Elizabeth Fleming, Florida Representative
Three endangered Florida panthers were killed while trying to cross roads last week in south Florida. This is gut-wrenching news, especially for a species with an estimated 100 to 160 adults left in the wild, and we who spend so much time and effort protecting these big cats all feel each loss deeply. But why is this happening now, and why so many?
Sadly, rashes of deaths like this have happened before; most recently in 2010 when three panthers were killed on the same road in one weekend. Some years, it seems that December and January are especially horrible times for panthers. One year, three panthers were killed in a row, including one on my birthday of December 29, and lasting into New Year’s Day – what an awful way to start a new year! It’s hard to predict when something like this can hit. One year, it looked like we might reach a record year of panthers killed by vehicles by the month of June. We braced ourselves — and then not another single panther was killed for the rest of the year.
Obviously, the small panther population could not withstand these spates of two or three panther deaths if that rate was consistent for the whole year. And fortunately (I want everyone to knock on wood as you read this), this terrible rate doesn’t seem to continue. But why does it happen in the first place?
I asked panther biologists if they could determine a cause for these deaths, and they said that one factor could be the water. Water levels are up right now where panthers roam in south Florida. Roads and paths are dry spots that make panthers’ travels easier, so they are more likely to be using them to travel, and more likely to be exposed to cars and trucks. A lower water level could also be part of the issue. In another year when we had a large number of panthers killed by cars, biologists thought the drought at that time had forced the animals to search for water sources over large areas, which meant they had to cross more roads to meet their needs.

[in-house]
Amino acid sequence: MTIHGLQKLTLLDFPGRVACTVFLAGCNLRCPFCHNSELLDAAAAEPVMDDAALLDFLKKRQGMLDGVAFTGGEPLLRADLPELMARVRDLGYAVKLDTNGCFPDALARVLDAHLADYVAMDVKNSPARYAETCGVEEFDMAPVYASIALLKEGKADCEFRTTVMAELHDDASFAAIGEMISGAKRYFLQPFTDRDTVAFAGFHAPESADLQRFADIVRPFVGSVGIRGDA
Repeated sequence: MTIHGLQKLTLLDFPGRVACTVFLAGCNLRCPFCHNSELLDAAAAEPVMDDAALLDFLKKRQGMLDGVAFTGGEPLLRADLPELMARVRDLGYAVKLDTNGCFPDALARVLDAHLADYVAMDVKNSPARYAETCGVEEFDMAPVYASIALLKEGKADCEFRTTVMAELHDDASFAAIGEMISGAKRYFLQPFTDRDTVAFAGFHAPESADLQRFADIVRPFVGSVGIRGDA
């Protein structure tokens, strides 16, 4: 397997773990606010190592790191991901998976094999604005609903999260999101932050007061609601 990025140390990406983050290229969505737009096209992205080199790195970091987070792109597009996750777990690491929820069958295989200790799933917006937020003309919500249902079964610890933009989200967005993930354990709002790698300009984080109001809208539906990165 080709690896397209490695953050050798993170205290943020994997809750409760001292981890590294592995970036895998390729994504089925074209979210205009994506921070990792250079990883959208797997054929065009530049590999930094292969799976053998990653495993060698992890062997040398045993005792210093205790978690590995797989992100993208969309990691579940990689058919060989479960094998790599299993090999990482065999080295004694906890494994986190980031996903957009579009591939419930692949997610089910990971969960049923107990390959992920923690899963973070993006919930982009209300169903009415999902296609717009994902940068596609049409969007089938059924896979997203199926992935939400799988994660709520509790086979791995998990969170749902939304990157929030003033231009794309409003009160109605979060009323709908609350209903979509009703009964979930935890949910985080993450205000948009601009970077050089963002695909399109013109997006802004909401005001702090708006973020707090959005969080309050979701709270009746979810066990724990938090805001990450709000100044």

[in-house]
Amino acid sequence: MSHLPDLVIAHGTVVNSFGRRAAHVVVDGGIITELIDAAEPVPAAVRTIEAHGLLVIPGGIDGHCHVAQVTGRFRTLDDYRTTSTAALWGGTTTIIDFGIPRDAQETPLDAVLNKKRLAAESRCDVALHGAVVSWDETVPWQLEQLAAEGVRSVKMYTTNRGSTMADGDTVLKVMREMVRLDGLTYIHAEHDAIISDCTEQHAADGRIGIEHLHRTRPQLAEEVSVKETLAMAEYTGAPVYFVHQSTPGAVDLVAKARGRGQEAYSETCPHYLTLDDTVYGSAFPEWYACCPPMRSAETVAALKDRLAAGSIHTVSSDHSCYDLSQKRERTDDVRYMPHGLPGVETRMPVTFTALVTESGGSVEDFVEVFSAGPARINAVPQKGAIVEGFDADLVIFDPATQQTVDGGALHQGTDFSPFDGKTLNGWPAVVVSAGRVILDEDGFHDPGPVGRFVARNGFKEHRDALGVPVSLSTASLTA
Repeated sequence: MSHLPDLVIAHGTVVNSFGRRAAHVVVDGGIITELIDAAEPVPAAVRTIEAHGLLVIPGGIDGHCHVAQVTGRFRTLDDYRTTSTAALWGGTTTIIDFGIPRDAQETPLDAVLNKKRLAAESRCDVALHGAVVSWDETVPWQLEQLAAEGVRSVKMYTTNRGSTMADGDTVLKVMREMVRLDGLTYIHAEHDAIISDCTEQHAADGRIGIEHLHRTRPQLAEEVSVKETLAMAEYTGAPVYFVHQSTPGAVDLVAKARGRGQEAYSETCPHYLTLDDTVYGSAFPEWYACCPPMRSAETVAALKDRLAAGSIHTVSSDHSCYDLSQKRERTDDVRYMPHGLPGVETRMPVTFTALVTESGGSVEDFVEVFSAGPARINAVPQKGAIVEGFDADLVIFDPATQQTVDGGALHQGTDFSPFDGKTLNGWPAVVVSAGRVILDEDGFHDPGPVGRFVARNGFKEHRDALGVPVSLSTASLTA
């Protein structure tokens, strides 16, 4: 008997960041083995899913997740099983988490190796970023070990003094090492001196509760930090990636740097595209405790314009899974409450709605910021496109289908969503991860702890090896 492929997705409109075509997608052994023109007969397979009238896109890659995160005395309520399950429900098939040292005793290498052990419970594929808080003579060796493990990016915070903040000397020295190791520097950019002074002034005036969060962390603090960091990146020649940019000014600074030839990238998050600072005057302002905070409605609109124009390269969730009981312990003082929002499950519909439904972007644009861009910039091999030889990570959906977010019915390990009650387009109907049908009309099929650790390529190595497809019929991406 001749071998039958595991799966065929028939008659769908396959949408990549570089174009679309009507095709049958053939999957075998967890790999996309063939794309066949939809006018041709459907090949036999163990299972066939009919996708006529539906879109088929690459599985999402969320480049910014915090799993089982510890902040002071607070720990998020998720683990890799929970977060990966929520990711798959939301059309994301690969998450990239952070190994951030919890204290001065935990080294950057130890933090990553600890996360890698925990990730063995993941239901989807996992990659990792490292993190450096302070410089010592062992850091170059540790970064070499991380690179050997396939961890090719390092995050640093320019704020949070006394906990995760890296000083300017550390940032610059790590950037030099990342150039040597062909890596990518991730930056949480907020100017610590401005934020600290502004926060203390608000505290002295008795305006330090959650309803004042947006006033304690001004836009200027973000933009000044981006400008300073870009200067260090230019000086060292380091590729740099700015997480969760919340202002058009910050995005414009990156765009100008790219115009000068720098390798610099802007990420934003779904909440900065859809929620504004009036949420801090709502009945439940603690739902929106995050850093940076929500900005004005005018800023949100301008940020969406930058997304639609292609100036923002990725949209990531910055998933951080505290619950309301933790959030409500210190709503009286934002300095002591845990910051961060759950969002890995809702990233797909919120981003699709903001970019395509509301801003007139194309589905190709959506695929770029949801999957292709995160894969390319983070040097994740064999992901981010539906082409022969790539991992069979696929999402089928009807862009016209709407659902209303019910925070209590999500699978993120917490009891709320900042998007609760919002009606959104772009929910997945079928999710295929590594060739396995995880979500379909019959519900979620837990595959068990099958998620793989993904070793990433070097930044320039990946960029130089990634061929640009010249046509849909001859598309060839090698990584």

So what is the solution? There are several. First, we’re working to improve road safety for panthers by helping communities implement slower nighttime speed zones and install wildlife underpasses and fencing. Defenders also helps fund panther crossing signs and high-tech motion sensors that warn drivers to slow down when large animals are approaching the road.
Those steps help address areas that are already dangerous to panthers, but it’s also important to prevent the creation of new high-risk roads. That’s why we advocate for conservation-minded transportation planning that considers the dangers that motor vehicle traffic and habitat fragmentation can present for panthers. Another fundamental piece of the puzzle is maintaining large expanses of habitat for panthers where they have a safe place to roam so that they aren’t forced to cross roads just to meet their basic needs. So we also promote projects that help restore the Everglades, support the creation and expansion of national wildlife refuges in the greater Everglades ecosystem, and work to protect connected habitats and travel corridors.
What can you do to help panthers? If you happen to live in Florida, or are visiting here, drive very, very carefully in rural areas, and stay alert, especially in places marked by panther crossing signs. Support our work so that we can continue our efforts to keep roads safe for panthers and humans. And support efforts to restore the Everglades, since so much of the integrity and natural resilience of south and south-central Florida is determined by the water supply. It affects us all, panthers, people and the incredible diversity of life around us.